The wise men said, “the fear of rejection is the bane of success.”
If you fear that employees, customers, colleagues, or coworkers will reject you, the fear makes you less effective as you’ll avoid making difficult calls. Once the fear of rejection hits you, it worsens, leading to more failure.
If you want to succeed, you must learn to cope with frequent rejections and learn ways to use rejection as a stepping stone towards your ultimate goals.
Types of Rejections
There are two types of rejections:
- Valid rejections – are when failure happens because of something you can change. For example, if you’re meeting with a client and make a mistake, like getting the client’s name wrong. If the client leaves, that’s a valid rejection.
- Invalid rejections – are when the failure occurs because of something out of your control. For instance, you’re calling a client to close a deal, and the client is not reachable. If the deal doesn’t go through, that’s an invalid rejection.
Rejection can cause physical pain as psychologists say that rejection activates the same brain areas that are activated when we feel pain.
Reasons People Feel Rejected
People feel rejected when:
- Rejection happens frequently – suppose you’ve applied for over 50 jobs and got negative responses, you may convince yourself that you’re unqualified or there’s something wrong with you. This can make you feel lonely, isolated, and rejected.
- You’re emotionally involved – married couples can attest. When you’ve invested your effort and time into a relationship, it hurts a lot when your partner doesn’t agree with something you care about.
- You love and respect the rejector – when the person you deeply respect and trust doesn’t do what you prefer, the rejection carries more weight and authority.
It’s crucial to know these factors to understand why you feel rejected and make the rejection less harmful by dropping the assumptions and beliefs that created the feeling.
If you feel you’re getting too many rejections, learn other people’s norms in your field of expertise. For example, a salesperson makes a hundred calls before getting a prospect. Know that you’re not alone, and it’s normal to be rejected.
If you’re emotionally involved, disassociate your involvement with the results. You may disagree with your partner about something, but you can still be friends.
If you respect the rejector, you can interfere with a bit of reality. Understand that they’re just human like you; there are no gods on earth.
How to Handle Rejection and Turn it To Success
Rejections are never easy, but the truth is they are necessary to climb the ladder of success. They give the chance to learn from mistakes and work towards long-term growth and success.
Some of the ways to use rejection to your benefit include:
The best way to improve on anything is to seek advice for improvement and work on it. Getting relevant criticism from those more knowledgeable, like getting feedback from employers after a rejection, is an opportunity to learn what employers want from their candidates.
Most companies that value their candidates’ experience give feedback to their applicants, but it’s not always this way.
If the feedback is not given, you may contact the hiring employer shortly after getting the rejection to access and get valuable feedback. The feedback helps you identify your shortcomings or give you things to work on for your following interview and self-promotion skills.
Asking for more feedback also illustrates a willingness to know the critics to develop and shows your interest in future roles within the company. Although some hiring managers may be reluctant to give you feedback because of a potential protocol, asking for feedback gives you a final chance to make a good impression which could help you in the future.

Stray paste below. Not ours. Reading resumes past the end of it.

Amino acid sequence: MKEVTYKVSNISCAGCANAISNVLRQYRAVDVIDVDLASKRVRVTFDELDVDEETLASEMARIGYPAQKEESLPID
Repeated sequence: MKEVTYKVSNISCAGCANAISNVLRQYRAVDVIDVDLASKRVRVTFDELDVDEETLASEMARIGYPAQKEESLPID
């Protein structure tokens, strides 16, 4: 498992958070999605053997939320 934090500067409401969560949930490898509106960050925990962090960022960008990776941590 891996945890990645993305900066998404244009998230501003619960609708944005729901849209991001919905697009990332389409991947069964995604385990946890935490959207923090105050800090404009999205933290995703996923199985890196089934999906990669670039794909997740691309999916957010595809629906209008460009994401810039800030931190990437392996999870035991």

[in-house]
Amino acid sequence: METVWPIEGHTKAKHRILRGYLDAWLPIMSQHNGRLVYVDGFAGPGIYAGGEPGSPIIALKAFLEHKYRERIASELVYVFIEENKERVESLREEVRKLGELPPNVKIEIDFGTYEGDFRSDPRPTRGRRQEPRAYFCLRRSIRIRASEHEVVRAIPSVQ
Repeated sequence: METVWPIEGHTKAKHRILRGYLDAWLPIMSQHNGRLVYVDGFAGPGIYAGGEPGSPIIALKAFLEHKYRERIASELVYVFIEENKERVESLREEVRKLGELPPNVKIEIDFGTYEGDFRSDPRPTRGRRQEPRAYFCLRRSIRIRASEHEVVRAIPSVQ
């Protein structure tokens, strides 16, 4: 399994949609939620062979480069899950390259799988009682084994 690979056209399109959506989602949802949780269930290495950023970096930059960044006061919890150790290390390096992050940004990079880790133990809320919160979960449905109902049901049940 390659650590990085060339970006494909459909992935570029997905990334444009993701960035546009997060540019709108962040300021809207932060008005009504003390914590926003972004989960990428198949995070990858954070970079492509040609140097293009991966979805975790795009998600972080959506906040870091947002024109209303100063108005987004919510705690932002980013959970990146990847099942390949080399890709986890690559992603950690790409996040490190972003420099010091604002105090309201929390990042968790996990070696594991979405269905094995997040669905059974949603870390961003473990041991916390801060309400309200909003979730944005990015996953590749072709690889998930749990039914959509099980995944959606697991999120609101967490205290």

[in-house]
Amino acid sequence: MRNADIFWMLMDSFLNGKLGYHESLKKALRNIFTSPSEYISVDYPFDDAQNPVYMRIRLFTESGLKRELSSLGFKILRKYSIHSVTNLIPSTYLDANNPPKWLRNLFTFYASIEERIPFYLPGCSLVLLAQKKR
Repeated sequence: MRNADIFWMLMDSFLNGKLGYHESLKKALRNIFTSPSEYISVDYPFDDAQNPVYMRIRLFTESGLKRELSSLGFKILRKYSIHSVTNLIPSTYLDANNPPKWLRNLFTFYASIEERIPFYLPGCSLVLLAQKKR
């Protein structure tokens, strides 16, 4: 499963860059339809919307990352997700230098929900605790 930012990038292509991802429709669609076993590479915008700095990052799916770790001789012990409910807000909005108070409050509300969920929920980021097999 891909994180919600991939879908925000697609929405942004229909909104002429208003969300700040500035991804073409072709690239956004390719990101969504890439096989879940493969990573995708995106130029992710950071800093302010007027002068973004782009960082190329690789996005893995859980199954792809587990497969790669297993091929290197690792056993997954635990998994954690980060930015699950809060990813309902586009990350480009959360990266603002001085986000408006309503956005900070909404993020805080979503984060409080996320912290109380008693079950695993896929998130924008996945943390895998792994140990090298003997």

Research, the Successful Employee
Rejection gives you the chance to keep an eye on the selected candidate. Although it may take some time, you may find the hired person present on the company website or their profiles on LinkedIn or Myjobmag.
Researching them gives you a platform to study the profile to see their experience, knowledge, and skills, which led to their Success. It also helps you learn from your mistakes, thus improving the chances of success in your future interviews.
It gives you the chance to connect with them to learn from them, network, and show interest in applying and finding similar job opportunities.
Turning Rejection into Success – Write Up A Plan
Once you learn the qualifications and experience approved to be successful by the employer, it’s then possible to formulate your plan. The plan should include the timeline and the target or goals to reach.
For instance, a time-consuming target, like getting more experience, significant educational qualifications like masters—if this is the case, it still gives you a clear achievement to work towards.
A plan may also involve revising and editing your CVs, resumes, and cover letters to have what employers want. This increases your success rates in future applications.
Assess Your Aspirations
The final chance rejection offers to individuals is the opportunity to focus and reassess your efforts.
It’s unfortunate that not every goal is accomplishable, which may be hard to accept. But rejection can give you some clarity to know whether your qualifications line up with their strength and skill set.
You may seek help from experienced people in the industry like mentors or counselors if they think your targets or goals are realistic and achievable. This helps you identify areas to focus your strength on for prosperity.
Overcoming Rejection – The Bottom Line
Success is a bumpy road filled with rejection.
Rejection can damage your self-esteem, cause physical pain, and take you through times. But, it can also provide an opportunity to try out something new.
Rejection can help you be creative and provide the fuel to power up your purpose and growth.